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Now hear this -- Santa and many youngsters featured on live radio show

December 23, 2007|By ASHLEY HARTMAN

WAYNESBORO, PA. - Families gathered at the BPO Elks Lodge 731 in Waynesboro Saturday for "Breakfast with Santa" and the chance to talk live on the radio.

Broadcast at 10 a.m. on WJEJ-AM, it was the second year Waynesboro resident John Shindledecker hosted "Breakfast with Santa."

Shindledecker first staged the radio show, called "Breakfast in Waynesboro," for WaynesboroFest 2006.

It is based on Waynesboro native Tom Breneman's work in the 1940s radio show "Breakfast in Hollywood."

"I sort of study (Breneman) as a young man in vaudeville," Shindledecker said. "The main format of the show is interviewing the audience."

He went around the room, asking who wanted to be on the radio and was answered with children raising their hands.

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Children such as 8-year-old Abigail Fuller of Waynesboro had a chance to say "Merry Christmas" on the radio.

The Christmas-themed show also featured singing from Claire Martin, 11, of Waynesboro; Kayleigh Smith, a senior at Waynesboro Area Senior High School; Madison Gober, 12, of Blue Ridge Summit, Pa., and David Shader of Waynesboro. There also was entertainment from Santa Claus and NBC25 weatherman and WJEJ morning talk show host Lou Scally.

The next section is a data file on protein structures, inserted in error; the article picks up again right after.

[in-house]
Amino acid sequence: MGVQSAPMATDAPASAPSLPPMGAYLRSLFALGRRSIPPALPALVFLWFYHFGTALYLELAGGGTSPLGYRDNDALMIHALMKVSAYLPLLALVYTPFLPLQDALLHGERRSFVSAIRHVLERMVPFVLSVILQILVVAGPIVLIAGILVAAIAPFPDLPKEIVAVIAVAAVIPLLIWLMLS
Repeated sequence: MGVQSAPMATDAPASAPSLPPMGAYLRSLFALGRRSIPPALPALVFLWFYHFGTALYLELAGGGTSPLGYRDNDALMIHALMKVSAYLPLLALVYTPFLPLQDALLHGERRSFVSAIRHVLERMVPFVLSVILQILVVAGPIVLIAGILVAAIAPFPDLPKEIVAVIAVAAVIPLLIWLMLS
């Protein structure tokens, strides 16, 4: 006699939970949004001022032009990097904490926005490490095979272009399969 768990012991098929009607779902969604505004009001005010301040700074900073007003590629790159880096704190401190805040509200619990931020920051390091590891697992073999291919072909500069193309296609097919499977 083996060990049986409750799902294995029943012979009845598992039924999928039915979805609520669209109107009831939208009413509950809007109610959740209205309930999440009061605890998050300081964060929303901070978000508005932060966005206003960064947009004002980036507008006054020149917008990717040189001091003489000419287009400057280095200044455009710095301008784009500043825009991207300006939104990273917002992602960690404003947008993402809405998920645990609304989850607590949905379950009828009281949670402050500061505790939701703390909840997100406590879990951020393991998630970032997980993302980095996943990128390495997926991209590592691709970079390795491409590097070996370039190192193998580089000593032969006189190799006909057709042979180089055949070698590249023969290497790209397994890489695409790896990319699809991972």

For the live audience, the show also featured a Boyds Bear giveaway and, of course, breakfast.

After the broadcast, a drawing was held to give away more toys, donated by local businesses and social clubs.

"It's a nice Christmas party for children in the area," said Shindledecker, who expected 150 people to attend the breakfast.

Dee Dee Dreyfus, who moved to Waynesboro in May, brought her mother, Marjorie Ruppenthal, and her daughter Angel, 9. Dreyfus said the three of them came to a similar event for Mother's Day.

"We had so much fun the last time that we decided to come back," she said. "Now it's like a little tradition for us."

"We like the radio show," Ruppenthal said. "We think Lou is funny."

"We like it because its family-oriented," Dreyfus said.

"I like the food," said Angel, described by her mom as a pancake-lover.

Erin Darrough came to the breakfast because her uncle Dave Shader was singing "When Santa Claus Gets Your Letter" on the radio show.

"We (also) brought the kids to see Santa Claus," Darrough said - her daughter Isabelle, 5 months, and her friend's daughter Hope Smith, 2 1/2. "I've never seen (the radio show) before, but my uncle plays good music; he's a wonderful singer."

"There are four generations here today - my mother and her mother and me and my baby," Darrough said.

Shindledecker presented the Lunch Place in Waynesboro with the "Good Neighbor Award" for its contributions to the community. It serves free lunches every day from 11:30 a.m. to 12:30 p.m. and also serves Thanksgiving and Christmas dinners.

Lulu Baker, a 101-year-old Waynesboro resident, received a poinsettia.

"I was here a year ago (and) I think it's great," Baker said.

Baker said she was about 40 when Tom Breneman's show was on.

"She listens to WJEJ every morning," said Baker's daughter Marilyn Ryan. "She's in fairly good health for her age."

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